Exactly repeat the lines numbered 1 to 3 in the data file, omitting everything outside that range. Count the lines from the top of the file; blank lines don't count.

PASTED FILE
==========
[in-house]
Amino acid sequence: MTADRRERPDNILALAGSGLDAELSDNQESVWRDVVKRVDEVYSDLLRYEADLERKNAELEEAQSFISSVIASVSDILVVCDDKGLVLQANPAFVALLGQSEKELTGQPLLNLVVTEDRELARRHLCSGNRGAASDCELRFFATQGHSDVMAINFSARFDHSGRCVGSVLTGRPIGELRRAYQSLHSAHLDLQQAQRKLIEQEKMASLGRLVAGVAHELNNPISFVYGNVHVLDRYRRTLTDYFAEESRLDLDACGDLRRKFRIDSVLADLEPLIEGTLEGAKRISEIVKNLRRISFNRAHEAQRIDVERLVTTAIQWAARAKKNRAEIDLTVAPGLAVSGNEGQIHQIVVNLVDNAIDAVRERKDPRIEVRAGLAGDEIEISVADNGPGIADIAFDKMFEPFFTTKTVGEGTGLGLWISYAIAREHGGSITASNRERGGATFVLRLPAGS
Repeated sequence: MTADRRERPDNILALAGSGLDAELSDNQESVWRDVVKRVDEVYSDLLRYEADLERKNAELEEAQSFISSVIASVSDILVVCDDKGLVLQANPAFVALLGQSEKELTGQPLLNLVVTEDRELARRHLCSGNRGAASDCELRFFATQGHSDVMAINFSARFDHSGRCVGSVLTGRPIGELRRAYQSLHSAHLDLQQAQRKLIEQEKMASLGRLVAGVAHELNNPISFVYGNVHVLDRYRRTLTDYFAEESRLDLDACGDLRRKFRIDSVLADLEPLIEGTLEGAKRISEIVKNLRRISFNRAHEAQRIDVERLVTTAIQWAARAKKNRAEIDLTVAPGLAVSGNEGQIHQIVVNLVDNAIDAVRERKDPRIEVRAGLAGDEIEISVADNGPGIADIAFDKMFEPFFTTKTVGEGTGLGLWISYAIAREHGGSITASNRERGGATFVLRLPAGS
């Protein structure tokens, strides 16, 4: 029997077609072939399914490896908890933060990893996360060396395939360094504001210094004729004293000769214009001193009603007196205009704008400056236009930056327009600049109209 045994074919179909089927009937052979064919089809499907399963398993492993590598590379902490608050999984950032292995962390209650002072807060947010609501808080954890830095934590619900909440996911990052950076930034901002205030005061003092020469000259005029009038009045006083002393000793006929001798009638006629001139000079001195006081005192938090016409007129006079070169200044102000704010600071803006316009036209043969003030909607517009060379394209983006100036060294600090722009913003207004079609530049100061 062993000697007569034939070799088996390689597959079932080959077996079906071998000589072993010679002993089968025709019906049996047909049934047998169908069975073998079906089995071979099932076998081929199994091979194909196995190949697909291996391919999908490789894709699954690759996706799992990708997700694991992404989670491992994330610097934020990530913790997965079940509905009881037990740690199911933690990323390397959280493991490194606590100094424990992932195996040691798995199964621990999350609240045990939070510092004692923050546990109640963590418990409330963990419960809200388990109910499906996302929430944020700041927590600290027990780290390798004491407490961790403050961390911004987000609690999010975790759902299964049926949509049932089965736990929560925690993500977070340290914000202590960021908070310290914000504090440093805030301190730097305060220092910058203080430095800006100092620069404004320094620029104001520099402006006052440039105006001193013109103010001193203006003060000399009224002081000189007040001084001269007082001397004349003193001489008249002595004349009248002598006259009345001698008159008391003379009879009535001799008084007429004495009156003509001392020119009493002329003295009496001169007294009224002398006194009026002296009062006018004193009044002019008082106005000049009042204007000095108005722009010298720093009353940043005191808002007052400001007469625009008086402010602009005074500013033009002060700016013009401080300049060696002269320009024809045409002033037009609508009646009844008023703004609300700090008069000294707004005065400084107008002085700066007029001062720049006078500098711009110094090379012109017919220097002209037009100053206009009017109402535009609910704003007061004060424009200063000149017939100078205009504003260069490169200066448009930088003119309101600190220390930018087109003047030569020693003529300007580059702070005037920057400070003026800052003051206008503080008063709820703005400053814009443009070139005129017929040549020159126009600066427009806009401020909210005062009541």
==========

[in-house]
Amino acid sequence: MTADRRERPDNILALAGSGLDAELSDNQESVWRDVVKRVDEVYSDLLRYEADLERKNAELEEAQSFISSVIASVSDILVVCDDKGLVLQANPAFVALLGQSEKELTGQPLLNLVVTEDRELARRHLCSGNRGAASDCELRFFATQGHSDVMAINFSARFDHSGRCVGSVLTGRPIGELRRAYQSLHSAHLDLQQAQRKLIEQEKMASLGRLVAGVAHELNNPISFVYGNVHVLDRYRRTLTDYFAEESRLDLDACGDLRRKFRIDSVLADLEPLIEGTLEGAKRISEIVKNLRRISFNRAHEAQRIDVERLVTTAIQWAARAKKNRAEIDLTVAPGLAVSGNEGQIHQIVVNLVDNAIDAVRERKDPRIEVRAGLAGDEIEISVADNGPGIADIAFDKMFEPFFTTKTVGEGTGLGLWISYAIAREHGGSITASNRERGGATFVLRLPAGS
Repeated sequence: MTADRRERPDNILALAGSGLDAELSDNQESVWRDVVKRVDEVYSDLLRYEADLERKNAELEEAQSFISSVIASVSDILVVCDDKGLVLQANPAFVALLGQSEKELTGQPLLNLVVTEDRELARRHLCSGNRGAASDCELRFFATQGHSDVMAINFSARFDHSGRCVGSVLTGRPIGELRRAYQSLHSAHLDLQQAQRKLIEQEKMASLGRLVAGVAHELNNPISFVYGNVHVLDRYRRTLTDYFAEESRLDLDACGDLRRKFRIDSVLADLEPLIEGTLEGAKRISEIVKNLRRISFNRAHEAQRIDVERLVTTAIQWAARAKKNRAEIDLTVAPGLAVSGNEGQIHQIVVNLVDNAIDAVRERKDPRIEVRAGLAGDEIEISVADNGPGIADIAFDKMFEPFFTTKTVGEGTGLGLWISYAIAREHGGSITASNRERGGATFVLRLPAGS